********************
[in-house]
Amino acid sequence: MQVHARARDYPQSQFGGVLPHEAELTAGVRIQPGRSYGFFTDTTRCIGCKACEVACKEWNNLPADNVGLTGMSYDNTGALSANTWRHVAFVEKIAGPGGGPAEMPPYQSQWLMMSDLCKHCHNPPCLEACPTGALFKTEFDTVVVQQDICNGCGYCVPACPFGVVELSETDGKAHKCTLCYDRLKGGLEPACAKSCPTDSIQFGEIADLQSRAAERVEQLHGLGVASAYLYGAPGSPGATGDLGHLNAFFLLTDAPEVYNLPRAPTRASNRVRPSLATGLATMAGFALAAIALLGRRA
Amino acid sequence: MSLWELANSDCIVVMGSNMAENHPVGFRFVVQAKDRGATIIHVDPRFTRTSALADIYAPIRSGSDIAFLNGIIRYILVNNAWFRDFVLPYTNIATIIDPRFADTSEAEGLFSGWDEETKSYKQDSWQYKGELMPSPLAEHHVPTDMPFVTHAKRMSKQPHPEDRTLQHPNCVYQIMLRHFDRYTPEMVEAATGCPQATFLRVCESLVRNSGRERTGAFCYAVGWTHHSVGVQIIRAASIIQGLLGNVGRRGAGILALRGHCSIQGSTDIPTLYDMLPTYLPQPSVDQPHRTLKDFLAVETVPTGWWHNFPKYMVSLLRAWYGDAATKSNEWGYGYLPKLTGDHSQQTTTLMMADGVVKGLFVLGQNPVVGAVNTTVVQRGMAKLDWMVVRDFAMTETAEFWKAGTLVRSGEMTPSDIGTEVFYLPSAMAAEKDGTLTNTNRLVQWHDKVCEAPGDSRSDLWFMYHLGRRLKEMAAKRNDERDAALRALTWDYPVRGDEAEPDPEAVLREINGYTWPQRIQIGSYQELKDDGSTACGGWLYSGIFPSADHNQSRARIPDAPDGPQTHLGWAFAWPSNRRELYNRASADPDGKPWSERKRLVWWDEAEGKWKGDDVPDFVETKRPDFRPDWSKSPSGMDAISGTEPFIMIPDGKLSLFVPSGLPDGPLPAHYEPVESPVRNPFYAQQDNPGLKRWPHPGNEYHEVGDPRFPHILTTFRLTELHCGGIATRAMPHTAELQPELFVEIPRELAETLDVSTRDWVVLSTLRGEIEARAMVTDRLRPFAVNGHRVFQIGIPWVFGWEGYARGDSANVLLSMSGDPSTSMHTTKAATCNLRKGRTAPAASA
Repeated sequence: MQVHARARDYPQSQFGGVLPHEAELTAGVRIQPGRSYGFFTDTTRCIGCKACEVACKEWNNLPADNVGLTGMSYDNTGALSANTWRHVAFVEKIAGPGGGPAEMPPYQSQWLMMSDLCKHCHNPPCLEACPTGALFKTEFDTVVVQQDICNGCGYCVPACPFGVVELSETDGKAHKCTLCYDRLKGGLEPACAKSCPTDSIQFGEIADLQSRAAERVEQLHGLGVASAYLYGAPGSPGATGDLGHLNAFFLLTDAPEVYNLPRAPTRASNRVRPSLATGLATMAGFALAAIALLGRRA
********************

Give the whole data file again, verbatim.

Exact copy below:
[in-house]
Amino acid sequence: MQVHARARDYPQSQFGGVLPHEAELTAGVRIQPGRSYGFFTDTTRCIGCKACEVACKEWNNLPADNVGLTGMSYDNTGALSANTWRHVAFVEKIAGPGGGPAEMPPYQSQWLMMSDLCKHCHNPPCLEACPTGALFKTEFDTVVVQQDICNGCGYCVPACPFGVVELSETDGKAHKCTLCYDRLKGGLEPACAKSCPTDSIQFGEIADLQSRAAERVEQLHGLGVASAYLYGAPGSPGATGDLGHLNAFFLLTDAPEVYNLPRAPTRASNRVRPSLATGLATMAGFALAAIALLGRRA
Amino acid sequence: MSLWELANSDCIVVMGSNMAENHPVGFRFVVQAKDRGATIIHVDPRFTRTSALADIYAPIRSGSDIAFLNGIIRYILVNNAWFRDFVLPYTNIATIIDPRFADTSEAEGLFSGWDEETKSYKQDSWQYKGELMPSPLAEHHVPTDMPFVTHAKRMSKQPHPEDRTLQHPNCVYQIMLRHFDRYTPEMVEAATGCPQATFLRVCESLVRNSGRERTGAFCYAVGWTHHSVGVQIIRAASIIQGLLGNVGRRGAGILALRGHCSIQGSTDIPTLYDMLPTYLPQPSVDQPHRTLKDFLAVETVPTGWWHNFPKYMVSLLRAWYGDAATKSNEWGYGYLPKLTGDHSQQTTTLMMADGVVKGLFVLGQNPVVGAVNTTVVQRGMAKLDWMVVRDFAMTETAEFWKAGTLVRSGEMTPSDIGTEVFYLPSAMAAEKDGTLTNTNRLVQWHDKVCEAPGDSRSDLWFMYHLGRRLKEMAAKRNDERDAALRALTWDYPVRGDEAEPDPEAVLREINGYTWPQRIQIGSYQELKDDGSTACGGWLYSGIFPSADHNQSRARIPDAPDGPQTHLGWAFAWPSNRRELYNRASADPDGKPWSERKRLVWWDEAEGKWKGDDVPDFVETKRPDFRPDWSKSPSGMDAISGTEPFIMIPDGKLSLFVPSGLPDGPLPAHYEPVESPVRNPFYAQQDNPGLKRWPHPGNEYHEVGDPRFPHILTTFRLTELHCGGIATRAMPHTAELQPELFVEIPRELAETLDVSTRDWVVLSTLRGEIEARAMVTDRLRPFAVNGHRVFQIGIPWVFGWEGYARGDSANVLLSMSGDPSTSMHTTKAATCNLRKGRTAPAASA
Repeated sequence: MQVHARARDYPQSQFGGVLPHEAELTAGVRIQPGRSYGFFTDTTRCIGCKACEVACKEWNNLPADNVGLTGMSYDNTGALSANTWRHVAFVEKIAGPGGGPAEMPPYQSQWLMMSDLCKHCHNPPCLEACPTGALFKTEFDTVVVQQDICNGCGYCVPACPFGVVELSETDGKAHKCTLCYDRLKGGLEPACAKSCPTDSIQFGEIADLQSRAAERVEQLHGLGVASAYLYGAPGSPGATGDLGHLNAFFLLTDAPEVYNLPRAPTRASNRVRPSLATGLATMAGFALAAIALLGRRA